Amy: I loved that you jumped in. It’s just a quick word association game. I’m going to give you six pairs of words, you’re going to choose one, the fastest one that you resonate with. And then at the end we’re going to take the six words that you chose and create a quick psychoanalysis of you. 

Bradley: Nice! Great! (Laughter)

Amy: Are you ready? 

Bradley: Ready. 

Amy: Okay. Buffet or menu? 

Bradley: Menu. 

Amy: Secrets or weapons? 

Bradley: Secrets. 

Amy: Climb or slide? 

Bradley: Slide. 

Amy: Data or mystery?

Bradley: Data. 

Amy: Variable or impressionable? 

Bradley: Variable. 

Amy: Aroma or pixel?

Bradley: Aroma. 

Amy: Okay, let’s unpack this shall we? 

Bradley: Let’s do it! (Laughter)

Amy: Okay, tell me why you chose ‘menu’ over ‘buffet?’

Bradley: I think I like the way the word sounds more. 

Amy: Ah, I see it as a willingness to commit versus needing to keep your options open. 

Bradley: Oh, okay, I thought you just meant in that moment, why did I choose it. No, with ‘menu’ I think you have someone’s vision. [1.20.00] There was thoughtfulness to it. Buffet, I’m thinking sneezing, I’m thinking hair is falling on stuff…

Amy: Getting dried and crusted over, yeah. 

Bradley: Yeah, there’s green beans in the mashed potatoes, that’s what I’m thinking. 

Amy: Okay, between ‘secrets’ and ‘weapons,’ what are you feeling there? 

Bradley: I think one is malicious and premediated and the other is just human, secrets is just human. Weaponizing something, that’s me thinking that people would have secrets that they would want to use against you, that would be something that seems intentionally malicious. 

Amy: So a secret in itself isn’t malicious unless it’s weaponized? 

Bradley: Yes. 

Amy: Okay, ‘climb’ or ‘slide,’ you chose slide. 

Bradley: Slide because you get to have the joy of the work you do. 

Amy: You get the momentum of movement that’s not under your own effort. 

Bradley: For me it was, if I’m sliding down something, that means I had to have climbed up it already. 

Amy: Of course, that’s beautiful! Okay, you chose ‘data’ over ‘mystery?’

Bradley: Data I think is still… given the amount of mathematics I deal with on a regular basis, data is still mysterious and still befuddling. Honestly, sometimes it’s more befuddling. You go, I have so much information now, I don’t know how we possibly could have arrived at that outcome. 

Amy: So you get both, you get the clue and the mystery in data. 

Bradley: Yeah, the clue makes it even more mysterious. (Laughs)

Amy: Why ‘variable’ over ‘impressionable?’

Bradley: Because for me, life is nothing but a bunch of variables. If I lean one way or another, that determines the next move and the next move and the next move. And so variable, almost just immediately jumps out. You could have said any other word next to variable and I probably still would have picked ‘variable.’

Amy: Okay, you’re that big of a fan.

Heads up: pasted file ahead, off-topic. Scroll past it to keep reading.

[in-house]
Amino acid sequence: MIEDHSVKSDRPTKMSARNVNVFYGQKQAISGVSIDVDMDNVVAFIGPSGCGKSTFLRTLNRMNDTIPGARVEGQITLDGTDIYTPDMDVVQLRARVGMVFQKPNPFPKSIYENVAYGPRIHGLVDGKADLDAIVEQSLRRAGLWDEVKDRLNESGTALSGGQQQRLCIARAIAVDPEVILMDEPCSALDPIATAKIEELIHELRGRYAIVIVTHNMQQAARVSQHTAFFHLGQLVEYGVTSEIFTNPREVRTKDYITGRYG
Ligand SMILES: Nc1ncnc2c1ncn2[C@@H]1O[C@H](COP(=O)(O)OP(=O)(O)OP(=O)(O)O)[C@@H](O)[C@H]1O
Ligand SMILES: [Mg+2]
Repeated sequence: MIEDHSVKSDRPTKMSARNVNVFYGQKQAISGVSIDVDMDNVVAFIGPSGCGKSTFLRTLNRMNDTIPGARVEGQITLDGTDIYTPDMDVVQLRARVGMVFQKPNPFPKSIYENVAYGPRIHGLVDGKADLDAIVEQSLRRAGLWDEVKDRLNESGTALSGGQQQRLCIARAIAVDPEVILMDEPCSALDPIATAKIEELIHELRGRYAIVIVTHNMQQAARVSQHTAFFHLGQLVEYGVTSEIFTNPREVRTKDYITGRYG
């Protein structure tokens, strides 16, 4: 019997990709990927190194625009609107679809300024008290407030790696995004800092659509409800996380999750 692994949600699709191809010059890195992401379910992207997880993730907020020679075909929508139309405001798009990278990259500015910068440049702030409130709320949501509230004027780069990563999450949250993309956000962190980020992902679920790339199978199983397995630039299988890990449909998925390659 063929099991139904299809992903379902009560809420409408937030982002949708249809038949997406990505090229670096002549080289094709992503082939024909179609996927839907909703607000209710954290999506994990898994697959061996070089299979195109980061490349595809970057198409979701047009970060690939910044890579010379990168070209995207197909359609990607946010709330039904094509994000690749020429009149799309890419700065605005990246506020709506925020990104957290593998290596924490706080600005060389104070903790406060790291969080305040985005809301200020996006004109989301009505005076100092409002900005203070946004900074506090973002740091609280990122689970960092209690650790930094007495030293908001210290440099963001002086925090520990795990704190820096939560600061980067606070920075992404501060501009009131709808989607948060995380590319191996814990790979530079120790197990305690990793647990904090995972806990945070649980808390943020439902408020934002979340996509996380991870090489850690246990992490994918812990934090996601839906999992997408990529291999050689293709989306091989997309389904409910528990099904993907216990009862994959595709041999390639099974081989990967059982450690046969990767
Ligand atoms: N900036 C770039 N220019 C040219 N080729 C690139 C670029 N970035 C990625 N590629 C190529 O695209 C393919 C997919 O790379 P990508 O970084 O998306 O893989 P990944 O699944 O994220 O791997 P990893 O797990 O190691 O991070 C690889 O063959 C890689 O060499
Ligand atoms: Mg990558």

Bradley: I love it. 

Amy: You chose ‘aroma’ over ‘pixel.’

Bradley: And aroma is so… again, it’s similar to variable. I would have chosen that over almost anything. And aroma is immediately an entire story. Just the word ‘aroma’ is a story and when someone says ‘aroma’ you already have a vision of something happening. And so for me it’s this interlinking of things and pixel is this individual thing. When they’re masked together, pixel could form an image or pixel can create some sort of thing or impression or an idea of a thing. But the aroma is the group, it’s the totality of it all. But even beyond itself. 

Amy: Right. And I feel like a pixel is a building block, but an aroma is the whole story, like you said, but it’s also sensual and memorable, whereas a pixel, since it doesn’t have that story behind it yet, unless it’s part of a larger group, is unmemorable, it’s dust…

Bradley: Right. 

Amy: Okay, so you’re interested in vision, in a very beneficial, benign kind of way. You’re not interested in malicious, any sort of aggressive attack type of behavior. You enjoy the climb because you know there’s a fun slide at the end of it. And data is nothing but clues to a larger mystery. You move through life understanding that every step you take is a variable that impacts the rest of your life. And all of the things that hit your senses, like an aroma, come with their own stories attached to them. So there’s so much to interpret in any given moment. 

Bradley: Bingo!

Amy: We got you!

Bradley: We did it! We solved it! (Laughter)

Amy: Bradley, you are an absolute delight, and a talent and a sage…This has been so wonderful. 

Bradley: Thank you so very much, I truly have enjoyed it. I love talking about this, this crazy profession, this psychotic career. I love it, I love it, I love it, and if I can in any way give somebody the little bit of courage or boost to stay the course, then job well done, I’m on board for it. So thank you for having me. 

Amy: Hey, thanks so much for listening. For a transcript of this episode, and more about Bradley, including images of his work, and a bonus Q&A – head to If you like Clever, there are a number of ways you can support us: – share Clever with your friends, leave us a 5 star rating, or a kind review, support our sponsors, or hit the follow or subscribe button in your podcast app so that our new episodes will turn up in your feed. We love to hear from you on LinkedIn, Instagram and   Twitter X – you can find us @cleverpodcast and you can find me @amydevers. Please stay tuned for upcoming announcements and bonus content. You can subscribe to our newsletter at to make sure you don’t miss a thing. Clever is hosted & produced by me, Amy Devers with editing by Mark Zurawinski, production assistance from Ilana Nevins and Anouchka Stephan and music by El Ten Eleven. Clever is a proud member of the Surround podcast network. Visit to discover more of the Architecture and Design industry’s premier shows.

Bradley: Gosh I love you, you’re gonna milk this thing dry. 

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Amy Devers

Amy Devers is a designer, fabricator, educator, and media personality on a mission to reveal the humanity behind the design that shapes our world.